CALGARY – Enbridge Inc., North America’s largest pipeline company, says Michigan state’s request for a restraining order and injunction against a pipeline connecting Alberta oil to Midwest refineries is “legally unsupportable” and “unnecessary.”
The company shut down the twin pipelines through a narrow waterway on the Great Lakes last week when one of the anchor supports at the bottom of the lake shifted. After inspecting the lines, Enbridge re-opened the west-bound pipe, which was not damaged, but requires an engineering report and work with the U.S. Pipeline and Hazardous Materials Safety Administration on the east-bound pipe.
However, the Michigan Attorney General Dana Nessel filed an injunction Monday asking a county judge in the state to suspend operation of Line 5, which carries 540,000 barrels of oil per day, until an investigation is conducted.
“To date, Enbridge has provided no explanation of what caused this damage and a woefully insufficient explanation of the current condition and safety of the pipeline as a result of this damage,” Nessel said in a release Monday. “We cannot rely on Enbridge to act in the best interests of the people of this state so I am compelled to ask the court to order them to do so.”
Michigan Governor Gretchen Whitmer also sharply criticized the company in a release over the weekend.
“Given the gravity of this matter, I was taken aback to learn the company has unilaterally resumed operation of the west leg without even opportunity for discussion,” Whitmer said, adding the company’s “disregard for the safety and well-being of our Great Lakes” was unacceptable.
Enbridge fired back with a letter signed by chief executive Al Monaco to Whitmer on Monday, which described efforts by the Calgary-based pipeline company to inspect, repair and re-start a portion of its Line 5 pipeline through the Straits of Mackinac, the narrow waterway between the state’s lower and upper peninsulas. The strait connects Lake Michigan and Lake Huron and forms part of the Great Lakes.
“Enbridge understands the importance of the Great Lakes to the State and we share your concerns for their safety and well-being,” Monaco said in the letter dated June 21. “We have spared no effort or expense in putting safety first and exceeding regulatory requirements, while moving forward expeditiously with the replacement of the Line 5 Straits crossing.”
But the injunction was “legally unsupportable, unnecessary and will be vigorously opposed by Enbridge.”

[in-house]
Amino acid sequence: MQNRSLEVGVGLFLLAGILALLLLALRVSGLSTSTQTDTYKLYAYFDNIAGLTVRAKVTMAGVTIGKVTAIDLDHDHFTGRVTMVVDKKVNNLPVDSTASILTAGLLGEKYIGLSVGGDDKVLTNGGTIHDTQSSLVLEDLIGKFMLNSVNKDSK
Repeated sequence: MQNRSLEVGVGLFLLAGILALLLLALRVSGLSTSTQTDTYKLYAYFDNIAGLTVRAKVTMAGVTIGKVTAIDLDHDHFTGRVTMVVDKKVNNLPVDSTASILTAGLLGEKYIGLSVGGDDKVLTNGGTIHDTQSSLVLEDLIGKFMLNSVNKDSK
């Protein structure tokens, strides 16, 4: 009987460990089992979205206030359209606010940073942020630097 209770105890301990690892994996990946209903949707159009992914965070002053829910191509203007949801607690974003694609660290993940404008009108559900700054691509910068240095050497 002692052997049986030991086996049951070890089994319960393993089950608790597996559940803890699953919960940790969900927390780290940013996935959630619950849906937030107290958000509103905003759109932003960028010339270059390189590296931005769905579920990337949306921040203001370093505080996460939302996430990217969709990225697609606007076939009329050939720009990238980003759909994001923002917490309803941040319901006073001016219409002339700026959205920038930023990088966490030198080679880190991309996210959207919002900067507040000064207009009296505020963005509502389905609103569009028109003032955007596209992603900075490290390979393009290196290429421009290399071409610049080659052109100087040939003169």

We have spared no effort or expense in putting safety first and exceeding regulatory requirementsAl Monaco, Enbridge CEO
Monaco’s letter also pushes back against allegations that Enbridge unilaterally restarted the pipeline.
“In your letter yesterday you expressed your concern that Enbridge has unilaterally resumed operation of the west leg without any opportunity for discussion,” Monaco wrote. “To be clear, the west leg has shut down and inspected as a precaution: Enbridge will not resume operation on the east leg without any discussion with the State of Michigan and approval from PHMSA.”
The letter highlights rising tensions between the company and Governor Whitmer, who is pushing for a faster move away from carbon-based energy.
“They’ve been trying to shut it down for a while now,” said Phil Skolnick, a New York-based analyst with Eight Capital, adding that last week’s incident provided pretext to try again with a legal challenge to the line.
Line 5 however delivers the majority of the propane needed for the state’s heating needs and shutting it down will likely hurt Michigan residents, he said.
“That’s a pretty dramatic call to make to just cut off 55 per cent of heating supplies across the whole state,” Skolnick said. In Michigan’s Upper Peninsula, he said, the pipeline provides 65 per cent of the propane demand.
Enbridge plans to begin work on a replacement project for Line 5 next year, which will include boring a tunnel beneath the Straits of Mackinac to house the new pipelines in an effort to prevent future slips and to prevent oil from spilling into the Great Lakes.
Company spokesperson Ryan Duffy said in an email Tuesday the injunction filed this week is “not connected” to the tunnel project and “not likely to impact the project schedule.”
“We still plan to start next year and complete the project in 2024,” Duffy said.
However, the plan has been contested by the state government.
Skolnick said he’s surprised the state isn’t pushing for the tunnel to be built sooner given the Straits are an important waterway.
“They’re trying to build a tunnel to prevent any kind of rupture from happening from an anchor but the politicians have a different agenda and common sense doesn’t prevail,” he said.